Writing forces me to keep learning, face new challenges (every novel’s a unique puzzle to build and solve at the same time), and grow as an empathetic person every time I look through a new set of eyes.
A member of the Writers’ League for three years, Amber Royer lives in Dallas.
Scribe: In what genre(s) do you write?
Amber Royer: I write comic space opera, which means it’s science fiction where character development trumps everything else. I’ve also dabbled in writing about time travel, virtual reality, lovesick AIs, and robot dogs.
Scribe: What author would you most like to have a drink with, and what’s the first question you would ask them?
AR: Mark Twain. His travelogues are both hilarious and personal (though no one seems to know — or care — which parts are actually true). I would ask him what it was really like to travel in the late 1800’s and what real events were too weird, sad, or boring to put into the books. I love to travel, too, and I think it would be amazing to take one of his books and go some of the same places to see how the world — and people’s perceptions of it — have changed. I play around a lot with history in my own writing, and in the “Chocoverse” (the universe for the book I have coming out this summer) there is a race of long-lived aliens where individuals alive in my protagonist’s time could have overlapped the later years of Twain’s lifespan.
Scribe: If you were stranded on a deserted island, what book would you want to have with you to keep you sane?
AR: The Hitchhiker’s Guide to the Galaxy. That way I could just read back over the descriptions of the Guide’s cover: large friendly letters that say Don’t Panic. Because I have no idea how to build a boat or a short-wave radio. So if I’m on a deserted island, I’m pretty much doomed. Wait. Can I change my answer to a guide on how to build boats and short-wave radios out of driftwood and coconut husks?
Scribe: What have you learned from your association with the Writers’ League?
AR: How many amazing writers there are in Texas — and how supportive they are of each other’s goals.
Scribe: Where do you see your writing taking you (or you taking it) in the future?
AR: My debut novel has just been released, with a second one to follow next year. I’ve also got a couple of other projects in the works. They all have one thing in common: a sense of fun, while playing with standard science fiction tropes. Hemingway said, “We are all apprentices in a craft where no one ever becomes a master.” Every writing project makes a writer stronger, and I’ve got quite a few stored safely out of sight on my hard drive. I’ve been teaching Creative Writing for about a decade now, and I’ve learned something from each of my students. Writing forces me to keep learning, face new challenges (every novel’s a unique puzzle to build and solve at the same time), and grow as an empathetic person every time I look through a new set of eyes. Writing helps decrease stress and increase mental agility, so I see it as helping to keep me balanced.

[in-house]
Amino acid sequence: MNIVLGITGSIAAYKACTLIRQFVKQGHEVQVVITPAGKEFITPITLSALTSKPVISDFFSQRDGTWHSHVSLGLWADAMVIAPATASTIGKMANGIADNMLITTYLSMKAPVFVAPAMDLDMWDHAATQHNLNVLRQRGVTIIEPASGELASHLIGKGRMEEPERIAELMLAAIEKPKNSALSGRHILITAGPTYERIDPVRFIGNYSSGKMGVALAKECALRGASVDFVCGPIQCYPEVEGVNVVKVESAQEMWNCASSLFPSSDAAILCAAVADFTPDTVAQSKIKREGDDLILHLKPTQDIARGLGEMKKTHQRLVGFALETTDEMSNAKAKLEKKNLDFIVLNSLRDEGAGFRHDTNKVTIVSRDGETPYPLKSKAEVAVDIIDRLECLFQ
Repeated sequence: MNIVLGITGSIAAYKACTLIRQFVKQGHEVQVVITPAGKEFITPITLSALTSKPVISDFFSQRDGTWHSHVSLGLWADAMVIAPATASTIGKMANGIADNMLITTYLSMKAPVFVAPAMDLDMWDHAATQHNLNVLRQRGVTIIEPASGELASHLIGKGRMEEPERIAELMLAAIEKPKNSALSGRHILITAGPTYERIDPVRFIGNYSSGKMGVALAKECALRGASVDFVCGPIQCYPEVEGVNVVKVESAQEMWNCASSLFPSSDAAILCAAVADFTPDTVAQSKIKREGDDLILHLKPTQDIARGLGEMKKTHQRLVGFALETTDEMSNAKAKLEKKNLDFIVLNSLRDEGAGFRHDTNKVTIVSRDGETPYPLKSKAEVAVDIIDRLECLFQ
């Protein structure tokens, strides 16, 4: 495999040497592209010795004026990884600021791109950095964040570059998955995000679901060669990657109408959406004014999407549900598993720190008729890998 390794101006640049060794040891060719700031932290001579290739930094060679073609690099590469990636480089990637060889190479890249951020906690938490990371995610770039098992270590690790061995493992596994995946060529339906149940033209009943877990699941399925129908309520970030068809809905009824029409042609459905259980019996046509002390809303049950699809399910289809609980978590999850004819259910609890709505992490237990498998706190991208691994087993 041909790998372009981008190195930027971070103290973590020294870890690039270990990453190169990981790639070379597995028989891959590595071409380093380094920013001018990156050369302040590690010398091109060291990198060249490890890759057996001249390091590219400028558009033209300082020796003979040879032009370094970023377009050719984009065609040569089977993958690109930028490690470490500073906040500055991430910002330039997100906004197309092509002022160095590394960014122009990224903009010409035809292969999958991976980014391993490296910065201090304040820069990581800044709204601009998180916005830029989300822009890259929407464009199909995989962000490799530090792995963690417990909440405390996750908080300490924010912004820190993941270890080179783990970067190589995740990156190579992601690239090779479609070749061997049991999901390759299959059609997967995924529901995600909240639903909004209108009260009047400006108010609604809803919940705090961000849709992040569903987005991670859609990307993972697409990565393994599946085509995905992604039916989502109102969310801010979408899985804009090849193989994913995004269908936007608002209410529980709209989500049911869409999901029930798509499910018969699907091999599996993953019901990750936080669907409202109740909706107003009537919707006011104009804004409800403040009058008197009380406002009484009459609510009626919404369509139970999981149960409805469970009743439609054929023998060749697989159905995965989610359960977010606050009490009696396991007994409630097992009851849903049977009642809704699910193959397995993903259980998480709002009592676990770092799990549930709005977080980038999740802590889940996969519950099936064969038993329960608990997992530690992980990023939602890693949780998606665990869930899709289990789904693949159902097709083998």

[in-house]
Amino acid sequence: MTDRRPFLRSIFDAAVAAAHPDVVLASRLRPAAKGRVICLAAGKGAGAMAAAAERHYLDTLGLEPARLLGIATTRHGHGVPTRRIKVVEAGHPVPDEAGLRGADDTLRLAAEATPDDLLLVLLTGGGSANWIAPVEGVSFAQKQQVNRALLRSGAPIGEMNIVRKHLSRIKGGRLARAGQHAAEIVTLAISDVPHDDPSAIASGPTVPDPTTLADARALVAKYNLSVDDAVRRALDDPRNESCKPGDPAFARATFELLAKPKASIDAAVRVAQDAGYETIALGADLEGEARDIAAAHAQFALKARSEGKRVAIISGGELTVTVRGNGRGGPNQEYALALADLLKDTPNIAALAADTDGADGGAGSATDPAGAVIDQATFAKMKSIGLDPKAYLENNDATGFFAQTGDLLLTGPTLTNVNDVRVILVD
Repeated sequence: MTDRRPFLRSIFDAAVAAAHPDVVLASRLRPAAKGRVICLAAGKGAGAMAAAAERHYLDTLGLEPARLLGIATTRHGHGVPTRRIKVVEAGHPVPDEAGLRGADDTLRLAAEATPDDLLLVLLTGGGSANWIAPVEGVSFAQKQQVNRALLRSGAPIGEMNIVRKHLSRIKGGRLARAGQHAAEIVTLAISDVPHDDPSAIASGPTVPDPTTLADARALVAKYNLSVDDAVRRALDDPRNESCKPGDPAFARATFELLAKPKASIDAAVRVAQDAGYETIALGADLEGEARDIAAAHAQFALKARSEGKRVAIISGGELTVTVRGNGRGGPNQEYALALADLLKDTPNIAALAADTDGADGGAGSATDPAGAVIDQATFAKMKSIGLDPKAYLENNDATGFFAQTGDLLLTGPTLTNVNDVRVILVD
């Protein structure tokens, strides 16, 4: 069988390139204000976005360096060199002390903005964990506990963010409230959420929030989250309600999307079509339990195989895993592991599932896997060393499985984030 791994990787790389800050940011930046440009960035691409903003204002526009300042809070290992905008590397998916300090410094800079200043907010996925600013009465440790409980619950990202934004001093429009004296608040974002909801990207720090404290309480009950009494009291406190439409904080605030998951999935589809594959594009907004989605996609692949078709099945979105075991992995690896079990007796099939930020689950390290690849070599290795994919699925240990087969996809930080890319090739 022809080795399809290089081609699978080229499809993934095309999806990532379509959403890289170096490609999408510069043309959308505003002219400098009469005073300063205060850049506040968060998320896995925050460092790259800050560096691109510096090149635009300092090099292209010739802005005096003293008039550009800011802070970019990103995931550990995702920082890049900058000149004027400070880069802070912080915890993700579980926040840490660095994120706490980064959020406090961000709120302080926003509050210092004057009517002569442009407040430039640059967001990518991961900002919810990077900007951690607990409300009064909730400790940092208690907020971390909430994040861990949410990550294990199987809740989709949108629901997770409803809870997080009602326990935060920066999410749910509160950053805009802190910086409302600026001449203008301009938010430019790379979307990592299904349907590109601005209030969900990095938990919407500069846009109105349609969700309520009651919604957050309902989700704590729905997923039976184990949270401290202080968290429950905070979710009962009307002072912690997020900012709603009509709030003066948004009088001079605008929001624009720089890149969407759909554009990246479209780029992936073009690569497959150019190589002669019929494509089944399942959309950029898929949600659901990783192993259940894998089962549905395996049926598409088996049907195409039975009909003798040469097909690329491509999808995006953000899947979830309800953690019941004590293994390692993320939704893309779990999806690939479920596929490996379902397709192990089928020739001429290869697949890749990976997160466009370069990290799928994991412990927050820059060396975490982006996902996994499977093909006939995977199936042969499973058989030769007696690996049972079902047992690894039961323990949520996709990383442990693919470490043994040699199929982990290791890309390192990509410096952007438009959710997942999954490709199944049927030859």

Scribe: Here at the Writers’ League, we love sharing book recommendations. What’s one Texas-related book that has come out within the past year that you couldn’t put down?
AR: I write science fiction, but I read in a number of genres, and when I think Texas writers who use Texas as a setting effectively, the China Bayles mystery series by Susan Wittig Albert comes to mind. China owns a herb shop in rural Texas, so she’s alert to Texas plants in her surroundings – and they often serve as clues. This series is a cosy where you are guaranteed to learn something about botany. I’m a few books behind, but the twenty-sixth in the series just came in April.
Scribe: Is there anything else about you that you would like to share with the world? An opportunity for blatant self-promotion!
AR: My debut novel, Free Chocolate was released on June 5, 2018 from Angry Robot Books, and the launch party is on June 7 (that’s tonight!) at Interabang Books! Telenovela meets Space Opera in a galactic battle to control the only thing Earth has that a hungry galaxy wants: chocolate. Bo Benitez, former paparazzi princess and daughter of Earth’s most famous celebrity chef, gets caught in the middle. Barnes and Noble’s SFF blog named it one of the top 25 SFF debuts to watch in 2018.
If you’re a Writers’ League member and you’d be interested in being interviewed for our Meet the Members feature, email us at firstname.lastname@example.org for more information. It’s a great way for other members to get to know you and for you to share a bit about what you’re working on!